Check out this list of 25 things that could be harder than breastfeeding. Bet you’ve done a few of these already.
Just as we have lost the true culture of birth we have lost the true culture of breastfeeding. When we believe that a what is actually normal, such as a newborn eating every 2 hours (taking up to 45 minutes or even an hour at the breast meaning all. the. time.) or the breasts feeling less full after a few weeks or months as the body regulates supply, when we believe these normal physiological developments are not normal and reach for formula as a first solution then we have forgotten the true culture of breastfeeding. (Christie Haskell over at The Stir has a post with pictures to demonstrate the size of a newborn stomach if you’re wondering why a newborn does eat so often.) There was a time when instead of calling a lactation consultant about these issues women would have asked a more experienced family member. Don’t get me wrong, I love lactation consultants, I just long for the days when they weren’t quite so needed.
We should be honest about our breastfeeding experiences, the good, the bad and the ugly, and the funny too. However, let’s not forget to tell the good and build moms up in their breastfeeding regardless of what becomes the primary source of nutrition for their baby. Breastfeeding may be hard sometimes but you’ve probably already handled harder. And for those of us that have come through breastfeeding challenges with positive and not-so-positive stories, we need to be bosom buddies for others.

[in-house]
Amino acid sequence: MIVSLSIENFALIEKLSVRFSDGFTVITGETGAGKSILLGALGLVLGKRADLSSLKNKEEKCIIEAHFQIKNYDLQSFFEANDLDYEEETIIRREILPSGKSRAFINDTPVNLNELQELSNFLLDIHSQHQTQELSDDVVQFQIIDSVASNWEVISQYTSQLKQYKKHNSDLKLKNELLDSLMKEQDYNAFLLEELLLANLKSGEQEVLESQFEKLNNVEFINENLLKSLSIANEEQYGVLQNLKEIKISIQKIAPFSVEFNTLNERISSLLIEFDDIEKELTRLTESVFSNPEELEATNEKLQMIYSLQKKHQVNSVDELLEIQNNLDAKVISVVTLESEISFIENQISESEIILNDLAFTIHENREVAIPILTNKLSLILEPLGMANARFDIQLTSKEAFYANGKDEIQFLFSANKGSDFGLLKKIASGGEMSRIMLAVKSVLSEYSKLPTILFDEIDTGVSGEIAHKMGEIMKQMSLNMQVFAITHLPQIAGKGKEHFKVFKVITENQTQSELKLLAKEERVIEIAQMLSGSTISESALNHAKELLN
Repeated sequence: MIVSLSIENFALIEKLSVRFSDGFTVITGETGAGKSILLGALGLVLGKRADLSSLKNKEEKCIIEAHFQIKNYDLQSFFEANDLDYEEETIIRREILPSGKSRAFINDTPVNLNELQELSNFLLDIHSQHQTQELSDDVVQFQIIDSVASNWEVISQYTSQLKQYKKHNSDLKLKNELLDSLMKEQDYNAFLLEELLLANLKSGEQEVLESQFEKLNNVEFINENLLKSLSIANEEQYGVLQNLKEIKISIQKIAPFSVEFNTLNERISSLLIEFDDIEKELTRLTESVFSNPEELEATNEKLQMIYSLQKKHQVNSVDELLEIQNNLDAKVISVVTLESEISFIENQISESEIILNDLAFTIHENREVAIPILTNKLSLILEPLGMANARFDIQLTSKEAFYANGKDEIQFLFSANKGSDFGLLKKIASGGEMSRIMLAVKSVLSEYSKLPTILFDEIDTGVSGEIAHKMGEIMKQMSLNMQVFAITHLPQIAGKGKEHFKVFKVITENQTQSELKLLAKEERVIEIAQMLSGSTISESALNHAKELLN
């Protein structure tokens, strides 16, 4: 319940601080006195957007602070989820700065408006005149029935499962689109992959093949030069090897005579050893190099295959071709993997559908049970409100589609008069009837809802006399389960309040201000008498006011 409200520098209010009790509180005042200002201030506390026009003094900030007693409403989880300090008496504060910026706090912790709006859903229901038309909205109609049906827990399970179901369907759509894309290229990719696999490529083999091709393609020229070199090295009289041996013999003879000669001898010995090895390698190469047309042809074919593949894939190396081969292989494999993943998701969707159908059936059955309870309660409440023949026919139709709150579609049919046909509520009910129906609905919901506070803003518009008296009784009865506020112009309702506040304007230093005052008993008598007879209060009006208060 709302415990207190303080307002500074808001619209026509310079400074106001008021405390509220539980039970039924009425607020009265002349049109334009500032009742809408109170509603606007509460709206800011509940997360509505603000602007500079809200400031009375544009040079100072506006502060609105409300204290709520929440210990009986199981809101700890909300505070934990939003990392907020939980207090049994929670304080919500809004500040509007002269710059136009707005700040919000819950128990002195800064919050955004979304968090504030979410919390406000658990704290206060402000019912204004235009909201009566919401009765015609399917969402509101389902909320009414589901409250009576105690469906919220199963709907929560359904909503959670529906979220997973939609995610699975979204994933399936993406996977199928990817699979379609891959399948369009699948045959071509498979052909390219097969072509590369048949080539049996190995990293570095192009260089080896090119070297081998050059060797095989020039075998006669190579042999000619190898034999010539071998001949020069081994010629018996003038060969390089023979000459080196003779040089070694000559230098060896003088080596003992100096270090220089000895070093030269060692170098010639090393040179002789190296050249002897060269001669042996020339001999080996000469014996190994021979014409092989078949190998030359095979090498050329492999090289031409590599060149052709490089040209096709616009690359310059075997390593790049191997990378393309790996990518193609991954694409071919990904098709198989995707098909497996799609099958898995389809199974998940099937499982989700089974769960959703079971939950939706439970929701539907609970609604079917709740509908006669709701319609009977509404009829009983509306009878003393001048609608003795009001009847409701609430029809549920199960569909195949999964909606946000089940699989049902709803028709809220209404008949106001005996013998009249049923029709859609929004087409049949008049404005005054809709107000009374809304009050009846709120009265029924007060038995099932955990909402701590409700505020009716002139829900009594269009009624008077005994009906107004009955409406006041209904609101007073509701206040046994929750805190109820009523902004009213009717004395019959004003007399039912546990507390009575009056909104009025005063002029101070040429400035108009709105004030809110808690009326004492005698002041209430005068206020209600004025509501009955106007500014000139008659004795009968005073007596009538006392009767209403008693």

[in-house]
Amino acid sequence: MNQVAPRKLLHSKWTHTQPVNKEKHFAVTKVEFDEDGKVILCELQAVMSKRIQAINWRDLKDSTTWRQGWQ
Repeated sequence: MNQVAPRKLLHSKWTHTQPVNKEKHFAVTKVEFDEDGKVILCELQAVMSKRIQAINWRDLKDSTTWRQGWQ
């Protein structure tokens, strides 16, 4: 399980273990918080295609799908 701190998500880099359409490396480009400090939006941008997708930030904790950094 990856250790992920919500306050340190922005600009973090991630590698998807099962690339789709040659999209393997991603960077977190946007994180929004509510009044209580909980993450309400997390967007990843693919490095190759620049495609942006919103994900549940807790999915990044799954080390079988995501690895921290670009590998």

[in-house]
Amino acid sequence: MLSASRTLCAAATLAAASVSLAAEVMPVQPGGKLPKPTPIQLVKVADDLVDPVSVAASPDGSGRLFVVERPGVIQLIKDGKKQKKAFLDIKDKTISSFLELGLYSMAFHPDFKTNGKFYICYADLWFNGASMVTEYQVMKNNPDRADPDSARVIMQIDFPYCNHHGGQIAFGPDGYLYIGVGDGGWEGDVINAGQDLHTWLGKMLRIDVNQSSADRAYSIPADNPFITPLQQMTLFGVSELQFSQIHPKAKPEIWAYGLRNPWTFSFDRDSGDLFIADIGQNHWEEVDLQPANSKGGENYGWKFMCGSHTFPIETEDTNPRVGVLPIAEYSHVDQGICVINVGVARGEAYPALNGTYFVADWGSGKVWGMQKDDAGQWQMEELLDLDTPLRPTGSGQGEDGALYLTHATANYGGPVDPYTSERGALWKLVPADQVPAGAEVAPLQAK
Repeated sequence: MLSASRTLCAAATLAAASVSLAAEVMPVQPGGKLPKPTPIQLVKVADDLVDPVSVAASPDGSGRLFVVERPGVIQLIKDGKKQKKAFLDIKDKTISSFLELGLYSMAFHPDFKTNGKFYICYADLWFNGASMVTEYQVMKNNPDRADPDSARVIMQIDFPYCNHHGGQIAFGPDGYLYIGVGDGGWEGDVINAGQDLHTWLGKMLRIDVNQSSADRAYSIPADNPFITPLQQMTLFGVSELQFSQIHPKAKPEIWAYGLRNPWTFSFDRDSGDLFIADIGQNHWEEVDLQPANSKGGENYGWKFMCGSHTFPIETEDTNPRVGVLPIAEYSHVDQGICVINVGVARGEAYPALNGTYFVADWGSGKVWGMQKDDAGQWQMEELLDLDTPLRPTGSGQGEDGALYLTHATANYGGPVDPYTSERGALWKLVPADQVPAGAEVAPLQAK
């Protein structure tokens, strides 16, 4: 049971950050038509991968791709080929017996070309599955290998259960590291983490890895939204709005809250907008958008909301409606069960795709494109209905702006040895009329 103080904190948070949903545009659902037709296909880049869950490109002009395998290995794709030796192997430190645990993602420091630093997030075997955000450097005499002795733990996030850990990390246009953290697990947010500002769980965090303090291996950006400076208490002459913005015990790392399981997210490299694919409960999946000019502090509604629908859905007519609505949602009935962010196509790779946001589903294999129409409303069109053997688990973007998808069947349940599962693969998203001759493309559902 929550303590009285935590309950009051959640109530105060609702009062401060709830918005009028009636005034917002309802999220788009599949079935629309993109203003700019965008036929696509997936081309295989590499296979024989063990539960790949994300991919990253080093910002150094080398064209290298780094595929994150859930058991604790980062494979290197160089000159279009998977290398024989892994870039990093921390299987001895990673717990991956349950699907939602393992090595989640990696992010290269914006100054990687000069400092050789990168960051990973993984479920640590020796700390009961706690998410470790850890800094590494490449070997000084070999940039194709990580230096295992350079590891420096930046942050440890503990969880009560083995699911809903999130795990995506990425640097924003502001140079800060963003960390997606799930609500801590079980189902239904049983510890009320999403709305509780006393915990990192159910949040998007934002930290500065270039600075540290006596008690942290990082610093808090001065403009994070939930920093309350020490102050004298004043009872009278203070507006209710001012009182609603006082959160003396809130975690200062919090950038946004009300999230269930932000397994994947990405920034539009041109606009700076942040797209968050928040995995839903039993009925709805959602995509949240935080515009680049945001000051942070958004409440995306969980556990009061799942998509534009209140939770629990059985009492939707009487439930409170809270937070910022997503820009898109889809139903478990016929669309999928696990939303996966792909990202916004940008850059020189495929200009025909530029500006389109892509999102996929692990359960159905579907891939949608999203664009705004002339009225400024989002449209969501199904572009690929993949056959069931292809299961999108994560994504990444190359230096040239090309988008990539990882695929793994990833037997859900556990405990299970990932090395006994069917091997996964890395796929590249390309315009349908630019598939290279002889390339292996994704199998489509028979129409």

So let me add my voice to the chorus of lactation consultants, breastfeeding support organizations, and the host of bloggers and say most women can breastfeed. Put your baby to your breast and you ARE breastfeeding! You go girl! Maybe, just a little, we can reclaim the true culture of breastfeeding.
I know that not everyone can or should breastfeed and I don’t wish guilt on anyone that feeds their baby formula. There is not one single thought in my head that those that give their babies formula are somehow less as mothers or didn’t try hard enough or are weak. I recognize that every situation is different and support all mothers in nurturing their children regardless of how they are fed. Still, I will continue to encourage breastfeeding and let women know that for most it’s not only normal it’s entirely possible.